China’s population is now inexorably shrinking, making ahead the day the planet’s population declines

China’s National Bureau of Statistics has confirmed what researchers like myself have long suspected — that 2022 was the year China’s population declined, the first time it has happened since the Great Famine brought on by Chinese leader Mao Zedong in 1959-1961.

Unlike a famine, whose effects were temporary, and followed by steady population growth, this downturn would be long-lasting, even if it was followed by a temporary revival in births, bringing the day to its peak and start to shrink.

The National Bureau of Statistics reported Tuesday that China’s population fell to 1.412 billion in 2022 from 1.413 billion in 2021, a decrease of 850,000.

The bureau reported 9.56 million births in 2022, down from 10.62 million in 2021. The number of births per thousand people fell from 7.52 to 6.77.

China’s total fertility rate, which is the average number of children born to a woman over her lifetime, was fairly stable at an average of about 1.66 between 1991 and 2017 under the influence of China’s one-child policy, but then dropped to 1.28 in 2020 and 1.15 in. 2021.

The 2021 rate of 1.15 is well below the replacement rate of 2.1 that is generally thought to be necessary to maintain the population, and it is also well below the US and Australian rates of 1.7 and 1.6, and even less than Japan’s extraordinarily low aging rate of 1.3.

Calculations by Professor Wei Chen of Renmin University of China, based on data released by the National Bureau of Statistics on Tuesday, put the fertility rate in 2022 at just 1.08.

Births are declining even before COVID

Part of the reason for the slide is that three years of strict coronavirus restrictions have reduced the rate of marriage and the willingness of young families to have children.

But the slippage is mainly because, even before the restrictions, Chinese women were reluctant to have children and resisted incentives to make them give more after the end of the one-child policy in 2016.

Read more: China’s population is about to shrink for the first time since the Great Famine struck 60 years ago. This is what that means to the world

One theory is that the one-child policy made them accustomed to small families. Other theories relate to the high cost of living and the increase in the age of marriage, which delays childbearing and discourages the desire to have children.

In addition, the one-child policy left China with fewer women of childbearing age than expected. Sex selection by couples, limited to having only one child, has brought the ratio of boys to girls to one of the highest in the world.

Growing deaths, even before COVID

The death toll, which was roughly equal to the number of births in 2021 at 10.14 million, rose to 10.41 million in 2022 under the continued impact of an aging population and COVID restrictions.

Importantly, the official death estimate for 2022 was based on data collected in November. This means it does not take into account the spike in deaths in December when COVID restrictions were eased.

China may see a rebound in births in the next few years as a result of easing COVID restrictions, easing the epidemic and strengthening incentives to have more children.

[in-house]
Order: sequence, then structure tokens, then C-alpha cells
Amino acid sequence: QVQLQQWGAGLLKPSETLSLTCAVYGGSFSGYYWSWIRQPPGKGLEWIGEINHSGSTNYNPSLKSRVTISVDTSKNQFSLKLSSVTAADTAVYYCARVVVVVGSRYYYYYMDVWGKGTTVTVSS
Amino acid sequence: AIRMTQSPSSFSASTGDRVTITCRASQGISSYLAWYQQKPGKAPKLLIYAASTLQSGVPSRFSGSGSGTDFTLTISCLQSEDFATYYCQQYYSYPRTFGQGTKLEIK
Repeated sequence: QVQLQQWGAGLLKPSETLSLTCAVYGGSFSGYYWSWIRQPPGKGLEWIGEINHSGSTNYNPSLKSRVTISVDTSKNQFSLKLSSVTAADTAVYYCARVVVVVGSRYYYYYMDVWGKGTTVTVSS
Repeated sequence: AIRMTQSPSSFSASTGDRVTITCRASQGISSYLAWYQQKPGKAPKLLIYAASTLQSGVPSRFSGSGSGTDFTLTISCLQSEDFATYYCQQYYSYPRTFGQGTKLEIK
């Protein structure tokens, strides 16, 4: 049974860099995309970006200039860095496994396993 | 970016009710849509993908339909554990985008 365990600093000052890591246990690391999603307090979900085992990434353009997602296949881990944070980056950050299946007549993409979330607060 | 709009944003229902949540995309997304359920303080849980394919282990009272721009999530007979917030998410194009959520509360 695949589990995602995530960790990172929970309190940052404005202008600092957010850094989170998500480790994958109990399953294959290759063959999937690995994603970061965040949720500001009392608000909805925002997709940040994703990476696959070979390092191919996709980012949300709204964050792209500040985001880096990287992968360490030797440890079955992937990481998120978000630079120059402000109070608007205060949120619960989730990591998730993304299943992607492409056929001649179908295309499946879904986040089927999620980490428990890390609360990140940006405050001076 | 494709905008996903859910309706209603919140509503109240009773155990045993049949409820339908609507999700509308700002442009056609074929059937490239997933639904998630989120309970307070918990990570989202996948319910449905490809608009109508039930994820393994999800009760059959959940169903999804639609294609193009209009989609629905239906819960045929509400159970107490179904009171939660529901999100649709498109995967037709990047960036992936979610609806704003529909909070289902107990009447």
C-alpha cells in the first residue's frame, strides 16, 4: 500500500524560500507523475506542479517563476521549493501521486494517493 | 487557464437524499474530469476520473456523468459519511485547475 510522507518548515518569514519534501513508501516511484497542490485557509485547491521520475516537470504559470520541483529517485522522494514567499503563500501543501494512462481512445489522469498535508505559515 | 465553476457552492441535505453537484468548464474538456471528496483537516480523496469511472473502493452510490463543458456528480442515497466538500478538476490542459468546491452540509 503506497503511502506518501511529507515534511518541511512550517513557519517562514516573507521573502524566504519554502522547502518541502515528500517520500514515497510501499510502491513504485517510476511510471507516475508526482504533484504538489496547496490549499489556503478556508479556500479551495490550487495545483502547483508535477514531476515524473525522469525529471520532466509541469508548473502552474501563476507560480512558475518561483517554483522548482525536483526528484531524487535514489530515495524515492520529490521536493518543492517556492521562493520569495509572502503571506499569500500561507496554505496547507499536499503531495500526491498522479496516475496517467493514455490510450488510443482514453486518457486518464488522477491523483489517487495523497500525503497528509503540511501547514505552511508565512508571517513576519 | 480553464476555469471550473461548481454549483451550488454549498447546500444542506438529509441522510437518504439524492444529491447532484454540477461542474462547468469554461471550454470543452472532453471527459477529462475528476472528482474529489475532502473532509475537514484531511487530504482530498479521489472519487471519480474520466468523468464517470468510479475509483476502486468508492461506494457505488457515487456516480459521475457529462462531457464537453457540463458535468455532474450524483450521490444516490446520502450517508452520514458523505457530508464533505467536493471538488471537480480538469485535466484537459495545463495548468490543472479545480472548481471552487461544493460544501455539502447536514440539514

But any such recovery is likely to be only temporary.

When the total fertility rate is as low as it has been in China for a long time, without significant internal migration, a decline in population becomes inevitable.

Population prospects are bleak

Last year, the United Nations gave its estimate of when China’s population will peak by eight years from 2031 to 2023.

My calculations are that if China quickly raises its total fertility rate to its replacement rate of 2.1 and keeps it there, it will take 40 years or more before China’s population starts growing steadily again.

Returning fertility to 2.1 is unlikely. Evidence from European countries, which were the first to experience fertility decline and aging, suggests that once fertility falls below replacement level, it becomes very difficult to bring it back to 2.1.

Read more: Repeal of the one-child policy won’t do much to change China’s population

If China is instead able to raise fertility to 1.3 by 2033, and then gradually to 1.49 by the end of this century as the United Nations assumed last year, China’s population will continue to decline indefinitely. This UN central projection saw China’s population nearly halve to 766.67 million by the end of the century.

China’s total fertility rate is likely to fall even lower. The number of experts of the Shanghai Academy of Social Sciences decreased to 1.1, which caused the population of China to drop to 587 million in the year 2100.

The most severe scenario, put forward by the United Nations as a low case, is a drop in total fertility to around 0.8, giving China only 488 million people by the end of the century, about a third of its current level.

Such a decrease is possible. The total fertility rate in South Korea decreased to 0.81 in 2021.

China’s population leads the world’s population

China was the largest country in the world, with a population of more than one-sixth of the world’s population. This means that even as it shrinks, how quickly it shrinks has implications for when the world’s population begins to shrink.

In 2022, the United Nations gave its estimate of when the world’s population will peak by 20 years to 2086. The Shanghai Academy of Social Sciences’ predictions for China would mean an early peak in 2084.

India is likely to overtake China as the largest country in the world in 2022. The United Nations predicts a population of 1.7 billion versus China’s 1.4 billion in 2050.

Predicting when and if the world’s population will contract is very difficult, but what happened in China likely brought that day closer.

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